Human language is a peculiar primate communication tool because of its large neocortical substrate, comparable to the structural substrates of cognitive systems. Although monkey calls and human language rely on different structures, neural substrate for human language emotional coding, prosody, and intonation is already part of nonhuman primate vocalization circuitry. Motherese could be an aspect of language at the crossing or at the origin of communicative and cognitive content.
Fossil remains witness the relationship between the appearance of the middle ear and the expansion of the brain in early mammals. Nevertheless, the lack of detachment of ear ossicles in the mammaliaform Morganucodon, despite brain enlargement, points to other factors that triggered brain expansion in early mammals. Moreover, brain expansion in some early mammalian groups seems to have favored brain regions other than the cortex.
The observation that an animal's behavior is largely unaltered even after profound modifications of sizeable brain portions, suggests a large flexibility in the relationships between species-specific brain structures and species-specific behavior. In this perspective, a fascinating example is given by the comparison of jumping spiders and felids, where similar predatory behaviors are achieved with totally different brain substrates. (Published Online May 1 2007).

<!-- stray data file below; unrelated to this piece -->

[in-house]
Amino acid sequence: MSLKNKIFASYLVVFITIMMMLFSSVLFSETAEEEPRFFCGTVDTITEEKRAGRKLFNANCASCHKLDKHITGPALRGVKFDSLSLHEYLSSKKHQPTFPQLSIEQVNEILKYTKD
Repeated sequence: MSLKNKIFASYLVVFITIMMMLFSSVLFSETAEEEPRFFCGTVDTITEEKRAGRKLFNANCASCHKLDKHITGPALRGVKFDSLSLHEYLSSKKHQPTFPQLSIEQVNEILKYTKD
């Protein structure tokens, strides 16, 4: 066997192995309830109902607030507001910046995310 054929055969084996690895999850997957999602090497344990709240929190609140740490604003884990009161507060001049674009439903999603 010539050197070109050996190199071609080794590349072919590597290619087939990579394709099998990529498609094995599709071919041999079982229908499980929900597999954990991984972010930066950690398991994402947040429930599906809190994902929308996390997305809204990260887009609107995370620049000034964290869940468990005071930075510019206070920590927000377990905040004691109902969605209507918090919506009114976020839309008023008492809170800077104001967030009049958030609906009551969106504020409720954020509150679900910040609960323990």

Because network scaling costs tend to limit absolute brain size, Striedter suggests that large cetacean brains must have evolved some novel ways to cope with these costs. A new analysis of available data shows that the scaling pattern of interhemispheric connectivity in cetaceans is isometric and differs from that observed in terrestrial mammals.
The article of Finlay et al. is an excellent example of identifying constraints in the development of the brain, and their implications on brain architecture in evolution. Here we further illustrate the importance of constraints by presenting a few examples of how a small number of biophysical mechanisms or even a single life history parameter can have an enormous impact on brain evolution.
In offering a detailed view of putative steps towards the emergence of language from a cognitive standpoint, Michael Arbib is also introducing an evolutionary framework that can be used as a useful tool to confront other viewpoints on language evolution, including hypotheses that emphasize possible alternatives to suggestions that language could not have emerged from an earlier primate vocal communication system.